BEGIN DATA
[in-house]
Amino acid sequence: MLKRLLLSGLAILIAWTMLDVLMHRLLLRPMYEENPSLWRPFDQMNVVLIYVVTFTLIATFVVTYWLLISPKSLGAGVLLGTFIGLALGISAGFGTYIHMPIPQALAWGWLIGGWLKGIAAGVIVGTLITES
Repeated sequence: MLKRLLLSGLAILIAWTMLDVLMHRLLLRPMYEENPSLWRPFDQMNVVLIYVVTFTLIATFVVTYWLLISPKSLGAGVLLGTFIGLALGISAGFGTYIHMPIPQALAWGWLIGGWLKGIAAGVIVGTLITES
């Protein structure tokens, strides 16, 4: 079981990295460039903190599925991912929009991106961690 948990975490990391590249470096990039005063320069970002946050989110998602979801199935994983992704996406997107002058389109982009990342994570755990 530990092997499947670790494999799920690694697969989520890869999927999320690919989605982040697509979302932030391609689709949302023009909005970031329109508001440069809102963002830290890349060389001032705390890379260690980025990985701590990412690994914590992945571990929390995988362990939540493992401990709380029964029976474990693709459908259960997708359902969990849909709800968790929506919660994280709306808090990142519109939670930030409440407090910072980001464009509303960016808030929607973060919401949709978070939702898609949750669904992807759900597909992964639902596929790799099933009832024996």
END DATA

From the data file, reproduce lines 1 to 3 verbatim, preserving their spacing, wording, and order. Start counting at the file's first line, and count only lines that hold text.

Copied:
[in-house]
Amino acid sequence: MLKRLLLSGLAILIAWTMLDVLMHRLLLRPMYEENPSLWRPFDQMNVVLIYVVTFTLIATFVVTYWLLISPKSLGAGVLLGTFIGLALGISAGFGTYIHMPIPQALAWGWLIGGWLKGIAAGVIVGTLITES
Repeated sequence: MLKRLLLSGLAILIAWTMLDVLMHRLLLRPMYEENPSLWRPFDQMNVVLIYVVTFTLIATFVVTYWLLISPKSLGAGVLLGTFIGLALGISAGFGTYIHMPIPQALAWGWLIGGWLKGIAAGVIVGTLITES